Domain Manage

Does .UK enhance value & sound right?

Discussion in 'Domain Research' started by julian, Nov 28, 2013.

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  1. julian United Kingdom

    julian Banned

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    Whilst doing my daily swim today I pondered what type of domains might become more valuable with a new .UK extension.

    LLL.uk
    bradablesingleword.uk
    placename.uk
    keyword.uk


    Of course this probably depends somewhat on public take up and perception of the new extension. If we have some early adopters (bbcdotuk etc) then will be as good as done as they way to go.

    I also wondered if anyone else felt that having had .co.uk for so long, the domain sounds and looks a bit strange with just .uk e.g.

    ebay.uk | www.ebay.uk | ebay.co.uk

    The first example almost looks naked but beautifly succinct all at once, where as with the last classic example there's no doubt it's a url.
     
  2. Domain Forum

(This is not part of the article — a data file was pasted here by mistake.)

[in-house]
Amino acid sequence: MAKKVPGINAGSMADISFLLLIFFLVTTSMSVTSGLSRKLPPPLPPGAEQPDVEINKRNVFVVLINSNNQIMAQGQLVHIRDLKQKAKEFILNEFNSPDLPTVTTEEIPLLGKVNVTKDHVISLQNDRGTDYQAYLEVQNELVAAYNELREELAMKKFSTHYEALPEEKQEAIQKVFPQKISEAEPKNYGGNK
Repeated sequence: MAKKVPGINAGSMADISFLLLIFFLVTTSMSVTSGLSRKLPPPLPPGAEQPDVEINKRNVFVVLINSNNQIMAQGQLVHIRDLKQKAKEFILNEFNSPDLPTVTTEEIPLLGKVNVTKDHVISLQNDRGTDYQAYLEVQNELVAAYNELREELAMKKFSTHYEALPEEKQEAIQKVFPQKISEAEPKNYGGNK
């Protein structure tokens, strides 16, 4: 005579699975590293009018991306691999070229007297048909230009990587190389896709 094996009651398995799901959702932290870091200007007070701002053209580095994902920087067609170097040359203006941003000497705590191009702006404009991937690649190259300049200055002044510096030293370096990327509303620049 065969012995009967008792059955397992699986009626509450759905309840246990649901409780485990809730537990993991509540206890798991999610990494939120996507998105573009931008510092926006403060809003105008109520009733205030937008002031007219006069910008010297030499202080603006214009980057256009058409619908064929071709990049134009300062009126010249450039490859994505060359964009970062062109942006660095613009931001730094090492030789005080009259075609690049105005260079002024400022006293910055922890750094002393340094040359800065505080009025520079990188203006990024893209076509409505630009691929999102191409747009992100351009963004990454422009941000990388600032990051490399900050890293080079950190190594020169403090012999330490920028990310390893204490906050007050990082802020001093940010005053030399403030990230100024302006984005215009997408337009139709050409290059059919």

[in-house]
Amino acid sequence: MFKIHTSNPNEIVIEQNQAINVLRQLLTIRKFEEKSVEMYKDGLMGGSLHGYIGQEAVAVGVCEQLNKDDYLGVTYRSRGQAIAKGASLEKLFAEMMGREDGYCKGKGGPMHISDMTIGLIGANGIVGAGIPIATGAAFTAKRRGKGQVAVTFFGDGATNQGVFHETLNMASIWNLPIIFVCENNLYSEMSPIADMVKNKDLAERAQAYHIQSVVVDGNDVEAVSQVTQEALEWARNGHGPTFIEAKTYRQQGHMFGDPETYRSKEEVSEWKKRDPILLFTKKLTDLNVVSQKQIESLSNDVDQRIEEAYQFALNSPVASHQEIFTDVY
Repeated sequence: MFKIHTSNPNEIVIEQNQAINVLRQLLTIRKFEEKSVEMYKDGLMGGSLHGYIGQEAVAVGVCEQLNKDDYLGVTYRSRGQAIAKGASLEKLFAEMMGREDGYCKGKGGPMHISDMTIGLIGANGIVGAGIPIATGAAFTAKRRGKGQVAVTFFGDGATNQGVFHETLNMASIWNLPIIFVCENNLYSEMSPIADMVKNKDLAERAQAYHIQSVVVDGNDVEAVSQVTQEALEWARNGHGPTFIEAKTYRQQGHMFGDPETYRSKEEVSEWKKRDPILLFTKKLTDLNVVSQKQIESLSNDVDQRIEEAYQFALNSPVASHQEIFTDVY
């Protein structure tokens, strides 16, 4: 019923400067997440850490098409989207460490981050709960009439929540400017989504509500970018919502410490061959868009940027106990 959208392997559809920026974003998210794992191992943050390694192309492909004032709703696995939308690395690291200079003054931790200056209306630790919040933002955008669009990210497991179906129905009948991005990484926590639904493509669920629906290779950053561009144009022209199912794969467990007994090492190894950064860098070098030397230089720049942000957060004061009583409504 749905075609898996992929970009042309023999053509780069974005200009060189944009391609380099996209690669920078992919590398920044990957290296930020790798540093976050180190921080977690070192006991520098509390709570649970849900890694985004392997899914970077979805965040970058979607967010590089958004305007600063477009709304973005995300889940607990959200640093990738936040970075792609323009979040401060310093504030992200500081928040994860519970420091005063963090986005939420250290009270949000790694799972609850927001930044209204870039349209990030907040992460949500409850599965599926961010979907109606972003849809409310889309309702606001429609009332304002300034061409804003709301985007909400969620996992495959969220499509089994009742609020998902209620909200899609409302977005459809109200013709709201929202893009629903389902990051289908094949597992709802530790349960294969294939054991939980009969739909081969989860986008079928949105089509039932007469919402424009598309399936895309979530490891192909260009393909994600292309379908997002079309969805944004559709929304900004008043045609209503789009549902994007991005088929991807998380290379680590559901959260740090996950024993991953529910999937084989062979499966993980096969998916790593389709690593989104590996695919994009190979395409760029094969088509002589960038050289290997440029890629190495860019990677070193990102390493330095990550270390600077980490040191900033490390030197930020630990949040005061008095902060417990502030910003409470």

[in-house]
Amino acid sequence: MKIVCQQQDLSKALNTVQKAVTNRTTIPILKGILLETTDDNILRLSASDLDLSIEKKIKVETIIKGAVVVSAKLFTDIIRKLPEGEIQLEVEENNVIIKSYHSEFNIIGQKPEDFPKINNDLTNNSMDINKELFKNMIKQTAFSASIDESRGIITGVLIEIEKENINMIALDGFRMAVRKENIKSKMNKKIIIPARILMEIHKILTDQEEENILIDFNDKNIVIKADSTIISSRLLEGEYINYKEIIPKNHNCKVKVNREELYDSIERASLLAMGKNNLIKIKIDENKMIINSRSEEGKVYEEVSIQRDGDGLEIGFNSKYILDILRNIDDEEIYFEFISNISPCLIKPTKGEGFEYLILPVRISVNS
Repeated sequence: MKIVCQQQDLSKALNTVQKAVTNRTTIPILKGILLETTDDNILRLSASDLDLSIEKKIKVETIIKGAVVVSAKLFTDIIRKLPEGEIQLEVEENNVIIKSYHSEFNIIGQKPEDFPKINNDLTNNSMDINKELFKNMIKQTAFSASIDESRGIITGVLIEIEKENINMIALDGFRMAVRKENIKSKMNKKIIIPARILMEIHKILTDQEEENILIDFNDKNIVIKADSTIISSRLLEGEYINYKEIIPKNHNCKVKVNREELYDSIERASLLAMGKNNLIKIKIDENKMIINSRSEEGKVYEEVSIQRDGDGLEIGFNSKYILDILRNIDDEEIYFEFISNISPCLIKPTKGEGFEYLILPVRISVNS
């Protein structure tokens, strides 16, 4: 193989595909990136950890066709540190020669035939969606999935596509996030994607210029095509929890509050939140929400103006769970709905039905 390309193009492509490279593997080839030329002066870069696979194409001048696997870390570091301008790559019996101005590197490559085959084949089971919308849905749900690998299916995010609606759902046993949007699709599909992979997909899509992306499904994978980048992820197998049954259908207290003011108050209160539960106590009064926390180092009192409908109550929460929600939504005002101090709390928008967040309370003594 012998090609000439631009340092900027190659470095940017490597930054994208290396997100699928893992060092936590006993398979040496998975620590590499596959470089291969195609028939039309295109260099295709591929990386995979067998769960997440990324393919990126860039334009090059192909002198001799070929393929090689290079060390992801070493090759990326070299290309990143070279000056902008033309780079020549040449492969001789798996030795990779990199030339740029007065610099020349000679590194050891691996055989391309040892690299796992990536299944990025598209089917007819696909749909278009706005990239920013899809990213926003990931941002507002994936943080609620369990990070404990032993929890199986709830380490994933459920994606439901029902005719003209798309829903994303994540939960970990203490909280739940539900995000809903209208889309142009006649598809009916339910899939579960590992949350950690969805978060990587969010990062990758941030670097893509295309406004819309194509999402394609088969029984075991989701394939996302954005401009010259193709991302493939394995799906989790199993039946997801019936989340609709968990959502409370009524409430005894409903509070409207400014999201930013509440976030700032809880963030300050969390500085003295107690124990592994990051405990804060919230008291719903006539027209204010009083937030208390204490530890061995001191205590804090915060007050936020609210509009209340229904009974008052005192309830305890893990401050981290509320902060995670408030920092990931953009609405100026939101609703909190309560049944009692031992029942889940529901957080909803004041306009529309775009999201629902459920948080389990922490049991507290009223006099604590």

Acorn Domains Elite Member

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  3. ratboy United Kingdom

    ratboy Well-Known Member

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    I think for those of us who's domain names are our brands it's great.

    Less of a mouthful and a very quick way of telling someone you are an online brand. Apart from all the heartache i'm pro .uk for this reason.
     
  4. inbound United Kingdom

    inbound Active Member

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    There are domains it will help, but I doubt you could easily classify them into large groups.

    One example, from a thread elsewhere here, is Highway-Code.uk (note I know the hyphen is an issue, but it was just to illustrate the idea with a domain I own). The dropping of the .co part helps this domain as the subject matter is very much a UK thing rather than a company based in the UK.

    So a small group could be classed as information sites that have info that applies to the UK e.g.

    laws(dot)uk
    consumerrights(dot)uk

    Pure geos are also helped, but tended to be good anyway (if a big enough place, and we know that most of those are parked by a guy who isn't in a hurry to sell or develop).
     
  5. monaghan United Kingdom

    monaghan Moderator Staff Member

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    I think it sounds just wrong!

    .co.uk just rolls off the tongue, however, I have been a regular Internet user since the late 80's and a .co.uk domain owner since the early 90's so I guess I may just be behind the times and will get used to it in time.